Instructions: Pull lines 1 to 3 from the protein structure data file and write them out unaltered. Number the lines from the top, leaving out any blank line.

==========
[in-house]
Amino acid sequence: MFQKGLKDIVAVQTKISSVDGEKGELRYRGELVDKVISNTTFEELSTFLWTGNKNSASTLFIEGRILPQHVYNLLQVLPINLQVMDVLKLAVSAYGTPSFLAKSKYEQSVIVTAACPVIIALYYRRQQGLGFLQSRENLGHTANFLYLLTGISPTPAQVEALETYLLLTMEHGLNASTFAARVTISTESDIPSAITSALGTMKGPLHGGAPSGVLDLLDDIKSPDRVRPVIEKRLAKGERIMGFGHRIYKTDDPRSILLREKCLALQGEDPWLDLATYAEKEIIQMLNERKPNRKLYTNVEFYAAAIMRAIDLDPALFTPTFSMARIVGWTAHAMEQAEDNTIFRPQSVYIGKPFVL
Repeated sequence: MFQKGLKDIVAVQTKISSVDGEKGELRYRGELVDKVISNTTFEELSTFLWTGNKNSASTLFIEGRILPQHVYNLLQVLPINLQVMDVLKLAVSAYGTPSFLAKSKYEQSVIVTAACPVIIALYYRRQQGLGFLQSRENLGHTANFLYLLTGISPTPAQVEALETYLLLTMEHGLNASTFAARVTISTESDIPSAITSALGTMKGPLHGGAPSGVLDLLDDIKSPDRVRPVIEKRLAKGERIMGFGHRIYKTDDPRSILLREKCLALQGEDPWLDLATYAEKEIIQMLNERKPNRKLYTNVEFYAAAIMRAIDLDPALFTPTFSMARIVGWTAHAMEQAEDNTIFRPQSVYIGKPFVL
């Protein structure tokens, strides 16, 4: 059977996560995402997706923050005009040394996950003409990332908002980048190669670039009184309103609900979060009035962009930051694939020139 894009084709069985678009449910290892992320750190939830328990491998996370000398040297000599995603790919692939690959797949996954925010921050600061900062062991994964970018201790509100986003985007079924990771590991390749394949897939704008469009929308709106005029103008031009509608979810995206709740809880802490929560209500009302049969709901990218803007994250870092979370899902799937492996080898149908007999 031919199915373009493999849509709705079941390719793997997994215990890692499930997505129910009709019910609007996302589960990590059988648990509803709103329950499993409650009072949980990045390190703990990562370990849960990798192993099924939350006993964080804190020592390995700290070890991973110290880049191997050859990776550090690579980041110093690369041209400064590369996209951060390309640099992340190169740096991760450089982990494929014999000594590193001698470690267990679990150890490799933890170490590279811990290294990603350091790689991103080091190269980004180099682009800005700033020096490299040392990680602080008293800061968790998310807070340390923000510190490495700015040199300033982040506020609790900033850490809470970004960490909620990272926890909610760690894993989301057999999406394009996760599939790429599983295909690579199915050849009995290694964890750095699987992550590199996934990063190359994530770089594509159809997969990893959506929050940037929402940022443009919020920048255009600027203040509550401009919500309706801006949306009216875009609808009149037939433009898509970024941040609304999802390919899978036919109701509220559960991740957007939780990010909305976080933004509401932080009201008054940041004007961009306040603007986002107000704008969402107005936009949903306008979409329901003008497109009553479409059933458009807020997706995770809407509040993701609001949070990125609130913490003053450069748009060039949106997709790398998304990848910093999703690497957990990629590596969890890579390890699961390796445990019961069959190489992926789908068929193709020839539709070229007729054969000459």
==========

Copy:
[in-house]
Amino acid sequence: MFQKGLKDIVAVQTKISSVDGEKGELRYRGELVDKVISNTTFEELSTFLWTGNKNSASTLFIEGRILPQHVYNLLQVLPINLQVMDVLKLAVSAYGTPSFLAKSKYEQSVIVTAACPVIIALYYRRQQGLGFLQSRENLGHTANFLYLLTGISPTPAQVEALETYLLLTMEHGLNASTFAARVTISTESDIPSAITSALGTMKGPLHGGAPSGVLDLLDDIKSPDRVRPVIEKRLAKGERIMGFGHRIYKTDDPRSILLREKCLALQGEDPWLDLATYAEKEIIQMLNERKPNRKLYTNVEFYAAAIMRAIDLDPALFTPTFSMARIVGWTAHAMEQAEDNTIFRPQSVYIGKPFVL
Repeated sequence: MFQKGLKDIVAVQTKISSVDGEKGELRYRGELVDKVISNTTFEELSTFLWTGNKNSASTLFIEGRILPQHVYNLLQVLPINLQVMDVLKLAVSAYGTPSFLAKSKYEQSVIVTAACPVIIALYYRRQQGLGFLQSRENLGHTANFLYLLTGISPTPAQVEALETYLLLTMEHGLNASTFAARVTISTESDIPSAITSALGTMKGPLHGGAPSGVLDLLDDIKSPDRVRPVIEKRLAKGERIMGFGHRIYKTDDPRSILLREKCLALQGEDPWLDLATYAEKEIIQMLNERKPNRKLYTNVEFYAAAIMRAIDLDPALFTPTFSMARIVGWTAHAMEQAEDNTIFRPQSVYIGKPFVL